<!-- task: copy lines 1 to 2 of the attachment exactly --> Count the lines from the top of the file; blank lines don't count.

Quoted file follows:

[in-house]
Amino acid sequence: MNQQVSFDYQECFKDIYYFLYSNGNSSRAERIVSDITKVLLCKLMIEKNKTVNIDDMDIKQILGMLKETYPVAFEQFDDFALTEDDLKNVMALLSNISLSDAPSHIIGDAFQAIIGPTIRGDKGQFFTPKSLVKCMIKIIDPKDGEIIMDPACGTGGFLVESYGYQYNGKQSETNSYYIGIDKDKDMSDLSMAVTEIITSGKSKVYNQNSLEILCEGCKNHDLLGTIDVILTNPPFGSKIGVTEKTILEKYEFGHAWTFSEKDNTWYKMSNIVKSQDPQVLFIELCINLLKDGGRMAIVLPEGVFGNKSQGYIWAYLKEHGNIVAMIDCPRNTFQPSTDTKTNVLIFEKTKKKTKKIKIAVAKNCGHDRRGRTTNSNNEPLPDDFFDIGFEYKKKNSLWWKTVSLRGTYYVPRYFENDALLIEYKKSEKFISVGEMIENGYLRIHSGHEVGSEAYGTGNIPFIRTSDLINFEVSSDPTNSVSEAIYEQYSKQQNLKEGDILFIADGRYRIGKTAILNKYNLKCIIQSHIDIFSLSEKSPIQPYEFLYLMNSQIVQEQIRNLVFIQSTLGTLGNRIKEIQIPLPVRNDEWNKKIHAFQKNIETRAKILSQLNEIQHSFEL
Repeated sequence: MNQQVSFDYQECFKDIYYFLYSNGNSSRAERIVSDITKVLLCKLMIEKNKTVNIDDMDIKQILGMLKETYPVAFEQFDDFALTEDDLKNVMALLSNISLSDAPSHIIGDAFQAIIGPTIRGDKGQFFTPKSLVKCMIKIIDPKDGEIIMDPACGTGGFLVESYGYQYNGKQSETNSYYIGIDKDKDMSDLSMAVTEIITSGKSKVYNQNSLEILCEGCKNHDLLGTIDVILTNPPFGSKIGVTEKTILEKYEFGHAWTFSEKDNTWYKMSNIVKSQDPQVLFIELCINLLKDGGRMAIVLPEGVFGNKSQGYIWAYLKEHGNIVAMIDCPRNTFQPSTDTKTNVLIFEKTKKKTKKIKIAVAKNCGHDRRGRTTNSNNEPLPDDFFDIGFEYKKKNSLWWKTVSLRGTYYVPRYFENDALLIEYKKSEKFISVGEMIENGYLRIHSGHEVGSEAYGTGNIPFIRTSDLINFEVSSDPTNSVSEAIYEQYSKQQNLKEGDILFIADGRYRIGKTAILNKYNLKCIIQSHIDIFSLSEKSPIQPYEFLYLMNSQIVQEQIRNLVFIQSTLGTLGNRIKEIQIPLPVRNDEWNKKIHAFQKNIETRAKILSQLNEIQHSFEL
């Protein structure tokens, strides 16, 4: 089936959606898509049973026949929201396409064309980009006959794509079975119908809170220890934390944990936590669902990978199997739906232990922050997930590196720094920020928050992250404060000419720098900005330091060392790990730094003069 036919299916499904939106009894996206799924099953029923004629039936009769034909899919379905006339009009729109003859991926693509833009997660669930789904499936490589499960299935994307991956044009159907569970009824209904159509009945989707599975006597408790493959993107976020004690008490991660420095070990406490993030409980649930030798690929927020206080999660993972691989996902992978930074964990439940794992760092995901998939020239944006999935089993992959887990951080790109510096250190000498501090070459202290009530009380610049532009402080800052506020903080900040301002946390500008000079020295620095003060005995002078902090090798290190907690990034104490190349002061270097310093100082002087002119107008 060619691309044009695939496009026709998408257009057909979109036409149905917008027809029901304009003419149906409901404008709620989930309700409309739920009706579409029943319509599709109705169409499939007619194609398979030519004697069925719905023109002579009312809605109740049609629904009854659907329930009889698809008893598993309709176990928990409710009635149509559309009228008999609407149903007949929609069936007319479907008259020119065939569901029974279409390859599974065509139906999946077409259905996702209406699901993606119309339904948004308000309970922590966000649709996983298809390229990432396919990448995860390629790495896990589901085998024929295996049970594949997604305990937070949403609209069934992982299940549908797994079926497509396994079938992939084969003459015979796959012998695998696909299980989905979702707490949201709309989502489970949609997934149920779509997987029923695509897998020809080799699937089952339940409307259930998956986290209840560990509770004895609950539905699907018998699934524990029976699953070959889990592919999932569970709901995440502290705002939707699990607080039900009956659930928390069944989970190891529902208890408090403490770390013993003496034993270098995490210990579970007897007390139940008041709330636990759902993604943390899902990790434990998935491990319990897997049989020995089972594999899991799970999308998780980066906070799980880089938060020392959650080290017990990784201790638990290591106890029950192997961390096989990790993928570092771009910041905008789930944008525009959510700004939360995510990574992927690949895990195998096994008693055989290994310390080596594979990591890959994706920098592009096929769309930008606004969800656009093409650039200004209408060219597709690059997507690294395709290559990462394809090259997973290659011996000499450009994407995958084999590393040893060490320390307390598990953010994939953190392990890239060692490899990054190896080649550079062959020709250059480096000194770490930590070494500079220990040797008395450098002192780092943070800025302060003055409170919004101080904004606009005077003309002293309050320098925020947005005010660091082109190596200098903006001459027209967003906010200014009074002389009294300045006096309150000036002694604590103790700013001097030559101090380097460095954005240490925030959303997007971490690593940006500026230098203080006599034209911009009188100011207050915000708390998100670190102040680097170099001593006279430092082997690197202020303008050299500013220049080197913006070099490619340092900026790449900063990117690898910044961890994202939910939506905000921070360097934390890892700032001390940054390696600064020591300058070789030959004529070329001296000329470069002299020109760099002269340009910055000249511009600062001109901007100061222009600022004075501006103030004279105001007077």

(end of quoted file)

[in-house]
Amino acid sequence: MNQQVSFDYQECFKDIYYFLYSNGNSSRAERIVSDITKVLLCKLMIEKNKTVNIDDMDIKQILGMLKETYPVAFEQFDDFALTEDDLKNVMALLSNISLSDAPSHIIGDAFQAIIGPTIRGDKGQFFTPKSLVKCMIKIIDPKDGEIIMDPACGTGGFLVESYGYQYNGKQSETNSYYIGIDKDKDMSDLSMAVTEIITSGKSKVYNQNSLEILCEGCKNHDLLGTIDVILTNPPFGSKIGVTEKTILEKYEFGHAWTFSEKDNTWYKMSNIVKSQDPQVLFIELCINLLKDGGRMAIVLPEGVFGNKSQGYIWAYLKEHGNIVAMIDCPRNTFQPSTDTKTNVLIFEKTKKKTKKIKIAVAKNCGHDRRGRTTNSNNEPLPDDFFDIGFEYKKKNSLWWKTVSLRGTYYVPRYFENDALLIEYKKSEKFISVGEMIENGYLRIHSGHEVGSEAYGTGNIPFIRTSDLINFEVSSDPTNSVSEAIYEQYSKQQNLKEGDILFIADGRYRIGKTAILNKYNLKCIIQSHIDIFSLSEKSPIQPYEFLYLMNSQIVQEQIRNLVFIQSTLGTLGNRIKEIQIPLPVRNDEWNKKIHAFQKNIETRAKILSQLNEIQHSFEL